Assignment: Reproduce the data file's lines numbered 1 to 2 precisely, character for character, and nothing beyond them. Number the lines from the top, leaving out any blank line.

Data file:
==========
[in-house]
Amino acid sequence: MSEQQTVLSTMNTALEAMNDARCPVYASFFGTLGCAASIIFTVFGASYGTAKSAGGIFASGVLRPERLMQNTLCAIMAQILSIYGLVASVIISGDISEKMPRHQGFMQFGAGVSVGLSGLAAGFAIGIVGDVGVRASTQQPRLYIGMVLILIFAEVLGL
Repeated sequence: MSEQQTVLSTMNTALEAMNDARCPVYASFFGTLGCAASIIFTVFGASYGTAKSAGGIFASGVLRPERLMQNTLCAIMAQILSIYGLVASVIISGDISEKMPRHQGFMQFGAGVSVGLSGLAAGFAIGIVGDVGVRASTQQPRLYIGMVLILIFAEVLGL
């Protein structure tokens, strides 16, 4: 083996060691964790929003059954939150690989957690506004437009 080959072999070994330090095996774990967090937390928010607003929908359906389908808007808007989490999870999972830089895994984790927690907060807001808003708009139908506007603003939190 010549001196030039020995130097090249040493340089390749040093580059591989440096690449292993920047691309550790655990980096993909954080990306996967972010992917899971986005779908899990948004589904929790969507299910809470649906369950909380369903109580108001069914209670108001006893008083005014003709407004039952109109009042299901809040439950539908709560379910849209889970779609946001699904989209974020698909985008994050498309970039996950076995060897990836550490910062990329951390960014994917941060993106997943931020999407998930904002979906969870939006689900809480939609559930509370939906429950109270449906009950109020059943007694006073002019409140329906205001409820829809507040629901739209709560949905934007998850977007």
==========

[in-house]
Amino acid sequence: MSEQQTVLSTMNTALEAMNDARCPVYASFFGTLGCAASIIFTVFGASYGTAKSAGGIFASGVLRPERLMQNTLCAIMAQILSIYGLVASVIISGDISEKMPRHQGFMQFGAGVSVGLSGLAAGFAIGIVGDVGVRASTQQPRLYIGMVLILIFAEVLGL